acid and its derivatives is comprehensive and supplemented
with explicatory formulae and therefore deserves special
praise. In this connection, it is almost regrettable to think that
these outstanding configurational studies were brought t o a
successful conclusion before there was a chance to apply the
methods of N M R and mass spectrometry. Another notable
feature of the book is the presentation given to the syntheses
in the ergotamine group.
The other three chapters are much shorter and deal respectively with the botany (7 pp.) and history (6 pp.) of ergot and
with the pharmacology and therapeutic applications of ergot
alkaloids (22 pp.). The description of the psychotropic activity of lysergic acid derivatives and its discovery by the author
in self-experiments will be read with excitement even by the
The literature has been sifted up to the beginning of 1963.
In addition, the book contains many more recent research
results from the author’s own laboratory. Regrettably, the
book has no subject index, and a price of 7 cents per page.
However, the condensed and lucid style and the complete
coverage make it a n extremely stimuIating summary of this
interesting field of natural products for chemists, botanists,
and pharmacologists alike.
B. Franck
[NB 331/189 IE]
Taschenbuch fur Chemiker und Physiker (D’Ans-Lax), Vol. 11:
Organische Verbindungen (Handbook for Chemists and
Physicists, Vol. 11: Organic Compounds). Edited by Ellen
Lax in collaboration with Claudia Synowietz, SpringerVerlag, Berlin-Gottingen-Heidelberg 1964. 3rd completely
revised edition, VIII + 1177 pp., linen DM 48.- (about
$ 12.00).
“D’Ans-Lax” is due to appear in a new, completely revised
edition. The reorganization of the book is noticeable already
from its external appearance, for it has been divided up into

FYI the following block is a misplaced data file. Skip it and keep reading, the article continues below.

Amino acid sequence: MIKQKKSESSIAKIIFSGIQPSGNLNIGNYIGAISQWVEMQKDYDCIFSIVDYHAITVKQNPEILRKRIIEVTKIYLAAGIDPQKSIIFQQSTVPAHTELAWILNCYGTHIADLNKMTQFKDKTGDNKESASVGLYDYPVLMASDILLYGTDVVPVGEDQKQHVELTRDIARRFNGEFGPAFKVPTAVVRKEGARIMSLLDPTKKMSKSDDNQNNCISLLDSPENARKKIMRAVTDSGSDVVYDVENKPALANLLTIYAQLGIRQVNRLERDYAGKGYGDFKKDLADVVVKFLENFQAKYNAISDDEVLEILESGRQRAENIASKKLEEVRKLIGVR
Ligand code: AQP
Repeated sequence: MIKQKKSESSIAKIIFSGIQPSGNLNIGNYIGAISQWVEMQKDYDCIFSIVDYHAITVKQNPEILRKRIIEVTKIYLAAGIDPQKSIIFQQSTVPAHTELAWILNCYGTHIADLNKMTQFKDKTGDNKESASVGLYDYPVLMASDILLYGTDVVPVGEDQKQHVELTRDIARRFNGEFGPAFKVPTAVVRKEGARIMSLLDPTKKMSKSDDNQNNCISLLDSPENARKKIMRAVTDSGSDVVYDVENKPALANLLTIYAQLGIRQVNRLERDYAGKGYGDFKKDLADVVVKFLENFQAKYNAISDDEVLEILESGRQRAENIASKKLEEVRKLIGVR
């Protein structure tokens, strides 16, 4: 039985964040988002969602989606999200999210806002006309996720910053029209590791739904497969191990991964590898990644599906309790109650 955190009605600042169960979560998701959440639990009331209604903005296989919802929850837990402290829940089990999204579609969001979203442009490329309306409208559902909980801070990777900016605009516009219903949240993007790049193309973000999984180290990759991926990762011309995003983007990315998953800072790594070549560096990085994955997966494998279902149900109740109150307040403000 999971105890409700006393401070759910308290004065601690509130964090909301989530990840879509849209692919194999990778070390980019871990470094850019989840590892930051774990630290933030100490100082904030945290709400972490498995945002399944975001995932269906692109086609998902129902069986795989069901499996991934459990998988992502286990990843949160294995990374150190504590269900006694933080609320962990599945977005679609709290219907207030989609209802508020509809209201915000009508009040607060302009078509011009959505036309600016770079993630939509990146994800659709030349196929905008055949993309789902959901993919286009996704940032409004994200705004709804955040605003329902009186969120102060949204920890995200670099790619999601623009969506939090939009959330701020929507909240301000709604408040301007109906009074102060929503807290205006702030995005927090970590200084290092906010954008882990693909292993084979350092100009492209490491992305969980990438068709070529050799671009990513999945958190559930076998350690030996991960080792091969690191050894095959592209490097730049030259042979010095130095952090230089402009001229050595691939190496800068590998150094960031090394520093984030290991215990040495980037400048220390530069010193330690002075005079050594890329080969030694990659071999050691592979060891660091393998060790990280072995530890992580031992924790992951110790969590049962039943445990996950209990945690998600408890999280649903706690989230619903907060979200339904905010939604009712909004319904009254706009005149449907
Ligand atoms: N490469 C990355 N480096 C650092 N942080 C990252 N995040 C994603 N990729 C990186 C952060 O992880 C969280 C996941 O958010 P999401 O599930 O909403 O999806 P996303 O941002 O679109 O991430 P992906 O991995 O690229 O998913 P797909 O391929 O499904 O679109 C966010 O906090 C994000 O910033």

three volumes. Volume 11, “Organic Compounds”, has just
been published.
A feature that will be extremely valuable to many users of the
book is the poignant introduction to the nomenclature of
organic compounds written by K . Dimroth. Here the most
important IUPAC rules for naming organic compounds are
recorded in a version that is easy t o read and to grasp;
however, these are often mixed with older nomenclature
habits, so that the list of methods for naming materials sornetimes lacks in perspicuity. A table of the most important
ring systems and their numbering is also included.
This introductory section is followed by a list almost 900
pages Iong - designated as Tabie I2 - of about 7000 organic
compounds; for each substance; the name and a literature
reference, the formula, molecular weight, melting or boiling
point, and characteristic properties such as the state of
aggregation, solubilities, odor, color, etc. are given. This
table has always formed the core of the “DAns-Lax” for
many chemists.
It is therefore regrettable that the nomenclature in this table
is not uniform throughout. For example, the compound
is recorded under “Acetol” but
under “Benzolcarbinol”. 4-Methyl-2phenylpyrimidon-(6) is described as such, but its isomer 4methyI-6-phenyipyrimidon-(2) is to be found - without any
indication of the systematic name - under “Benzoylacetonharnstoff”! In the reviewer’s opinion, the depiction of the
formulae with dots instead of hyphens for bonds is unfortunate, because this notation is not as easy and rapid to
The long list of compounds is followed by supplementary
tables in which the campounds are arranged according to
increasing melting and boiling points and according to their
composition. A section with therrnochemical data is also
It is hardly necessary to give “D’Ans-Lax” a good recommendation. This handbook is a standard work and the
second volume of the new edition corresponds to this classification. The contents of the other volumes can be looked forward to.
H . Grunewatd
[NB 315/173 1El
Airgew. Chem. internat. Edit. 1 Vol. 4(1965)
1 No. 7